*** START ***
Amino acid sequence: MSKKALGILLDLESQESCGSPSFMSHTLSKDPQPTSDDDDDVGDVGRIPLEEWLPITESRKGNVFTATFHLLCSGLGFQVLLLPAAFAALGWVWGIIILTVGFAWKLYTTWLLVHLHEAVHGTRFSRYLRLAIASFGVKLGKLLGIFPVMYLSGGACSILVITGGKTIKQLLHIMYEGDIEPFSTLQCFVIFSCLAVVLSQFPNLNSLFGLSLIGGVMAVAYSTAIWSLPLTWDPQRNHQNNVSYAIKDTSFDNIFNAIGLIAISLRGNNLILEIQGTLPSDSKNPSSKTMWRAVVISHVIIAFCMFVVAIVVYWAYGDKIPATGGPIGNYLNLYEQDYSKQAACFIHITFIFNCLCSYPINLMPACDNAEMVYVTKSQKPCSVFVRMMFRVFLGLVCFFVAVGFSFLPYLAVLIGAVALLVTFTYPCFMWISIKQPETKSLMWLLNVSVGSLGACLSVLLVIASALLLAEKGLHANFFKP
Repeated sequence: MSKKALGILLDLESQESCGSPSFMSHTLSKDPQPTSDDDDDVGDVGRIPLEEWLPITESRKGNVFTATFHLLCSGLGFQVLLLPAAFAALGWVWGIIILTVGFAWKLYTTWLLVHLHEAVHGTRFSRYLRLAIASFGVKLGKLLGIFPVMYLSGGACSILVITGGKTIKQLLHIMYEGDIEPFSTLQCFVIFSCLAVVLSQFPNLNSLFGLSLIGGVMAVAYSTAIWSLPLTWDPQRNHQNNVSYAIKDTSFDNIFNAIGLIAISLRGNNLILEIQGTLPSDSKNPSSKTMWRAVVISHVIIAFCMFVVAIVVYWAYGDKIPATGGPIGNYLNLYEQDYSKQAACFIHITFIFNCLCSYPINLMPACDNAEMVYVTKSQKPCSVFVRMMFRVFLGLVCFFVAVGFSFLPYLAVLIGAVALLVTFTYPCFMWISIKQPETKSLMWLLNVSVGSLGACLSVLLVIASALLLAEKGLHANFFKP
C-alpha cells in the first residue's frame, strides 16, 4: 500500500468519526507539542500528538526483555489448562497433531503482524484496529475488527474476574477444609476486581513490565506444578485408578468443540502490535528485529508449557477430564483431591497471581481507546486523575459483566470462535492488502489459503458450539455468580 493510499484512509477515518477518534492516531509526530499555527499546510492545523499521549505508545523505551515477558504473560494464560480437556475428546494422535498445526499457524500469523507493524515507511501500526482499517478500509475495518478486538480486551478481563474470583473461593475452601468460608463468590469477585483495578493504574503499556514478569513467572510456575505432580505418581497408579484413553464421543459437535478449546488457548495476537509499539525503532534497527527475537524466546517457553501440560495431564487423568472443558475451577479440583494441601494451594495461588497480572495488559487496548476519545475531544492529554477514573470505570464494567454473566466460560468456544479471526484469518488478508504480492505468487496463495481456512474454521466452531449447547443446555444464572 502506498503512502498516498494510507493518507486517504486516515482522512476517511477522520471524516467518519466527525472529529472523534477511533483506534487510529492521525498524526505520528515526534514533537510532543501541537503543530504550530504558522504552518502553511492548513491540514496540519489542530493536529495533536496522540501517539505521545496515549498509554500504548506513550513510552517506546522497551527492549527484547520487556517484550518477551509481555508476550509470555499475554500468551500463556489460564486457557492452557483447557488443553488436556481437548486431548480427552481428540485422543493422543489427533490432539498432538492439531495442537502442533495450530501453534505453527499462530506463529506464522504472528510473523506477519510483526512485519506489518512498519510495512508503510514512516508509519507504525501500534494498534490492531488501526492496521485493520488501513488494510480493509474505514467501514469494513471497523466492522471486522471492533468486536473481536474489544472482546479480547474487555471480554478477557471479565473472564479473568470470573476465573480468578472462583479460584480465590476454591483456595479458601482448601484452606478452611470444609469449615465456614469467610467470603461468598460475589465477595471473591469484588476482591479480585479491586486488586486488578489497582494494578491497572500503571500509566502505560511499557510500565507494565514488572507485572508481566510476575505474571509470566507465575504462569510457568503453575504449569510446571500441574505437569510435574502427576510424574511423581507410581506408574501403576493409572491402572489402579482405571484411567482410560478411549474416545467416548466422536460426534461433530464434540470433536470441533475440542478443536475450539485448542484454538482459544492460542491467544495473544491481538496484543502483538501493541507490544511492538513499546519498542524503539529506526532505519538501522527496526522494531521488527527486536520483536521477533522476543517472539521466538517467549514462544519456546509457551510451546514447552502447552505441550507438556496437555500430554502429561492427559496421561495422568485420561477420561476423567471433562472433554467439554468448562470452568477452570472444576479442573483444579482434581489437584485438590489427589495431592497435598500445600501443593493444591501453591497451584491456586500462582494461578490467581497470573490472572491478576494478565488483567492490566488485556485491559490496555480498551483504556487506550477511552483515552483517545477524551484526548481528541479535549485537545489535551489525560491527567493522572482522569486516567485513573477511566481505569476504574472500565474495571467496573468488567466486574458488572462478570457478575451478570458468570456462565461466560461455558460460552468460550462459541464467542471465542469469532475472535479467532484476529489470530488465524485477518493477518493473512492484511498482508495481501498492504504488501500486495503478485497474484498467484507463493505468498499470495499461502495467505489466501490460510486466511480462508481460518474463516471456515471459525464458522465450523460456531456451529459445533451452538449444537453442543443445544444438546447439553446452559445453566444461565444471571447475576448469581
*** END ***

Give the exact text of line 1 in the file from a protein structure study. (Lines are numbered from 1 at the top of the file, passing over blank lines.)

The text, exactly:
Amino acid sequence: MSKKALGILLDLESQESCGSPSFMSHTLSKDPQPTSDDDDDVGDVGRIPLEEWLPITESRKGNVFTATFHLLCSGLGFQVLLLPAAFAALGWVWGIIILTVGFAWKLYTTWLLVHLHEAVHGTRFSRYLRLAIASFGVKLGKLLGIFPVMYLSGGACSILVITGGKTIKQLLHIMYEGDIEPFSTLQCFVIFSCLAVVLSQFPNLNSLFGLSLIGGVMAVAYSTAIWSLPLTWDPQRNHQNNVSYAIKDTSFDNIFNAIGLIAISLRGNNLILEIQGTLPSDSKNPSSKTMWRAVVISHVIIAFCMFVVAIVVYWAYGDKIPATGGPIGNYLNLYEQDYSKQAACFIHITFIFNCLCSYPINLMPACDNAEMVYVTKSQKPCSVFVRMMFRVFLGLVCFFVAVGFSFLPYLAVLIGAVALLVTFTYPCFMWISIKQPETKSLMWLLNVSVGSLGACLSVLLVIASALLLAEKGLHANFFKP